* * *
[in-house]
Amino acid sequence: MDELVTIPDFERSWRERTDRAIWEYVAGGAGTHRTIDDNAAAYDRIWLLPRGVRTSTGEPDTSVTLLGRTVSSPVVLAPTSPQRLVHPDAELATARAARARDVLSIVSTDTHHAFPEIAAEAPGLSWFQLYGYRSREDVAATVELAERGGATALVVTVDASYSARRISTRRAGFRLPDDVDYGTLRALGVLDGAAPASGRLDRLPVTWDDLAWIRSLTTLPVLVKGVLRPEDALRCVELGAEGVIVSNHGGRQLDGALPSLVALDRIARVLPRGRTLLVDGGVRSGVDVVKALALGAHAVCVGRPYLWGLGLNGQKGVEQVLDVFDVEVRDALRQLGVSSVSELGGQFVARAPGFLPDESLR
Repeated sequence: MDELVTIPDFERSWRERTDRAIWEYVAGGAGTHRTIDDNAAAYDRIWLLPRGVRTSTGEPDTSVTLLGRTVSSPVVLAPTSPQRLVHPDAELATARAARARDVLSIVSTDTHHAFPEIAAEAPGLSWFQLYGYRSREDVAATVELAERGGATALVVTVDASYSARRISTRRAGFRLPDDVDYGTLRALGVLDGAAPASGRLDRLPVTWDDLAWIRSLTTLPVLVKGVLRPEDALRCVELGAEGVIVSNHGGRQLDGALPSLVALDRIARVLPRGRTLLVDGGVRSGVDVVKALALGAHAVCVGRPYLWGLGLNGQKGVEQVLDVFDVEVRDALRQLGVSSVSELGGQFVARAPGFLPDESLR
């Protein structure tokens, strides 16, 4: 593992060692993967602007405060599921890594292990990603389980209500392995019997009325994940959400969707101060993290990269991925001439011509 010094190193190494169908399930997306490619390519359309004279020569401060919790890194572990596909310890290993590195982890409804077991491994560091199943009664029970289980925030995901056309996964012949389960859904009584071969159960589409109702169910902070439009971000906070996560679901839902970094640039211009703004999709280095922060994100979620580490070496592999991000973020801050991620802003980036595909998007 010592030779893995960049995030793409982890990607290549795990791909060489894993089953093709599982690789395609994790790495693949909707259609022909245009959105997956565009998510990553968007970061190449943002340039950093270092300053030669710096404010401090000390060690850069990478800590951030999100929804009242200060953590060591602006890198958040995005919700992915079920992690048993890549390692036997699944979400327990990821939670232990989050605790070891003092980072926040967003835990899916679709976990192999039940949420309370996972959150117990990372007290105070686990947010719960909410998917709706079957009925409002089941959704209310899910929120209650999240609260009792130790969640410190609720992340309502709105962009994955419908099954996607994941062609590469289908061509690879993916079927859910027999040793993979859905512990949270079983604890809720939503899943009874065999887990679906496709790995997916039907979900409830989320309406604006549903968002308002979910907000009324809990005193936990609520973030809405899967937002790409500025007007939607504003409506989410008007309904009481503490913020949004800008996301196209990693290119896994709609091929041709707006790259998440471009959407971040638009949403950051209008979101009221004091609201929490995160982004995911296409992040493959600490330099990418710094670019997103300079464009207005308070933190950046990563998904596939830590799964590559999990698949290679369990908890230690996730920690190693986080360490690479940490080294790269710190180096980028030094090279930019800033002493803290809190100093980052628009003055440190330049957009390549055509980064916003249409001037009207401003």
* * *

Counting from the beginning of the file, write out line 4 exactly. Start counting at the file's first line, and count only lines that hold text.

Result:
């Protein structure tokens, strides 16, 4: 593992060692993967602007405060599921890594292990990603389980209500392995019997009325994940959400969707101060993290990269991925001439011509 010094190193190494169908399930997306490619390519359309004279020569401060919790890194572990596909310890290993590195982890409804077991491994560091199943009664029970289980925030995901056309996964012949389960859904009584071969159960589409109702169910902070439009971000906070996560679901839902970094640039211009703004999709280095922060994100979620580490070496592999991000973020801050991620802003980036595909998007 010592030779893995960049995030793409982890990607290549795990791909060489894993089953093709599982690789395609994790790495693949909707259609022909245009959105997956565009998510990553968007970061190449943002340039950093270092300053030669710096404010401090000390060690850069990478800590951030999100929804009242200060953590060591602006890198958040995005919700992915079920992690048993890549390692036997699944979400327990990821939670232990989050605790070891003092980072926040967003835990899916679709976990192999039940949420309370996972959150117990990372007290105070686990947010719960909410998917709706079957009925409002089941959704209310899910929120209650999240609260009792130790969640410190609720992340309502709105962009994955419908099954996607994941062609590469289908061509690879993916079927859910027999040793993979859905512990949270079983604890809720939503899943009874065999887990679906496709790995997916039907979900409830989320309406604006549903968002308002979910907000009324809990005193936990609520973030809405899967937002790409500025007007939607504003409506989410008007309904009481503490913020949004800008996301196209990693290119896994709609091929041709707006790259998440471009959407971040638009949403950051209008979101009221004091609201929490995160982004995911296409992040493959600490330099990418710094670019997103300079464009207005308070933190950046990563998904596939830590799964590559999990698949290679369990908890230690996730920690190693986080360490690479940490080294790269710190180096980028030094090279930019800033002493803290809190100093980052628009003055440190330049957009390549055509980064916003249409001037009207401003």